Canada – Single-event sports betting becomes government bill in CanadaBy Phil - 26 November 2020
Canada’s Federal Government is looking to turn Bill C-218, the Safe and Regulated Sports Betting Act, into a government bill.
It is being introduced in the House of Commons by the Justice Minister as “An Act to amend the Criminal Code (single event sport betting).”
The Canadian Gaming Association said: “The CGA is pleased that the federal government has recognized the urgent need to amend the Criminal Code to offer safeguards to Canadians as well as an economic recovery tool for the provinces. By introducing a government bill, the industry can be assured that it will be dealt with in a timely manner and will benefit from all-party support to see it through.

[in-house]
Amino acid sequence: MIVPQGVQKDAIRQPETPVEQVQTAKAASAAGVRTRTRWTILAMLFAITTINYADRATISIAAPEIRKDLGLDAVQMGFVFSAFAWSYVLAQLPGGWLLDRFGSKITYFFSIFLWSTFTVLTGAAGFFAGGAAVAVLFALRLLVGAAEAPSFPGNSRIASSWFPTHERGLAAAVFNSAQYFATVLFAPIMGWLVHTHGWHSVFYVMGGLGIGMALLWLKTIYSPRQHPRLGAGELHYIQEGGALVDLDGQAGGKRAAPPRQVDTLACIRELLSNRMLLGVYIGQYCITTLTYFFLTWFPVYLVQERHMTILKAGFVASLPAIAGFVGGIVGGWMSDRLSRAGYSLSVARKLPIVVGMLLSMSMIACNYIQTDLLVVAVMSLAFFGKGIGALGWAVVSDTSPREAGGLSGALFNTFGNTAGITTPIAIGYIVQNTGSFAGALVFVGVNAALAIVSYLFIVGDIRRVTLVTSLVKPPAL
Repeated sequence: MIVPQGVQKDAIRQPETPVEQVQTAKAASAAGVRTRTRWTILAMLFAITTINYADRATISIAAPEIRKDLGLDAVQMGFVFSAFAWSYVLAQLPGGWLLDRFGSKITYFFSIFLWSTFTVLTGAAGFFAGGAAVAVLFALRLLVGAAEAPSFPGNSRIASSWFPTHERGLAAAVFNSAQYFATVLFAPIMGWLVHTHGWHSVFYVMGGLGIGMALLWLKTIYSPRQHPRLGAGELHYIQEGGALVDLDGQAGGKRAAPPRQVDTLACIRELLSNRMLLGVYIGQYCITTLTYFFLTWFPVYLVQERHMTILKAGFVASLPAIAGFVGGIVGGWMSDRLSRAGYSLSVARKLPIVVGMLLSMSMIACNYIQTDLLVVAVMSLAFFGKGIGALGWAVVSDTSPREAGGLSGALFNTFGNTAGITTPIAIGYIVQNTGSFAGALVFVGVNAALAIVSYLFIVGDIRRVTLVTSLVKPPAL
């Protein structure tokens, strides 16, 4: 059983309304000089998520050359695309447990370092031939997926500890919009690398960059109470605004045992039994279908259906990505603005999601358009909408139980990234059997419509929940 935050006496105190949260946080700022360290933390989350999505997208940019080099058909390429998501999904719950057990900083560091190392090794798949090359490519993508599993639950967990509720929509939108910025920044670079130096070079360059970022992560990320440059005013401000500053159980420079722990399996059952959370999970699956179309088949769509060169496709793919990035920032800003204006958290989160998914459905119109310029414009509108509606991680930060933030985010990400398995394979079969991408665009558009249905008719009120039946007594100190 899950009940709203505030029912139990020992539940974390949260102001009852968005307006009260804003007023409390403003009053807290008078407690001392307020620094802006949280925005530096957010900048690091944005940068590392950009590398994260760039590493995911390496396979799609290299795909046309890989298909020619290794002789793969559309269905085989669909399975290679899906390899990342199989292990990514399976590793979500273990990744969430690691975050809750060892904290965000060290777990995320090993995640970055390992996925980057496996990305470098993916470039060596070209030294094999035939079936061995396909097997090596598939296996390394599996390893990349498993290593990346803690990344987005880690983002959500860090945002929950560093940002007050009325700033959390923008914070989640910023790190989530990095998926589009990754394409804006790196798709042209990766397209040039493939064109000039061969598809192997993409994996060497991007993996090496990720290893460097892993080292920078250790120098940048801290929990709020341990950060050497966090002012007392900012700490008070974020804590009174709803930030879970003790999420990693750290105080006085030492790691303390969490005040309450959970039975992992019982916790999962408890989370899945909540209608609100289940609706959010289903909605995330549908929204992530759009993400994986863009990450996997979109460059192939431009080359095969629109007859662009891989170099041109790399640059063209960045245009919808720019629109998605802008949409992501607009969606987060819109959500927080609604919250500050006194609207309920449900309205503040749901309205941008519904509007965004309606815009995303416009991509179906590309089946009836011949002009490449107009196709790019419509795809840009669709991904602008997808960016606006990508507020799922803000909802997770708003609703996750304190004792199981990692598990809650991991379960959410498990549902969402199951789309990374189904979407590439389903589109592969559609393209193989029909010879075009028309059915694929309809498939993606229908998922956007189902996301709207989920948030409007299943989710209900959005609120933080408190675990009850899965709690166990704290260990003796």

“Amending the Criminal Code to legalize single-event sports wagering will provide provinces with the necessary tools to deliver a safe and legal option to Canadians while enabling economic benefits to flow to licensed gaming operators, communities and provincial governments. We can’t emphasize enough how this small change to the Criminal Code will help communities recover from the economic devastation of the COVID-19 shutdown.”
Canadians enjoy sports betting because they are wagering approximately $10bn annually through illegal bookmaking operations in Canada, usually operated by organised crime organisations. Additionally, more than $4bn is wagered through offshore online sports wagering sites. Currently, only $500m is wagered through legal provincial sports lottery products offered to Canadians, which means many people are betting through illegal and often dangerous means.
The Canadian gaming industry touches almost every corner of our country. From Corner Brook, Newfoundland to Victoria, British Columbia, hundreds of communities benefit from gaming. Gaming in Canada provides almost 182,500 jobs and good salaries – the average national wage is $65,000 – and a portion of the revenue generated equalling $9.1 billion is transferred to fund government, community programs, charitable causes, and First Nations initiatives.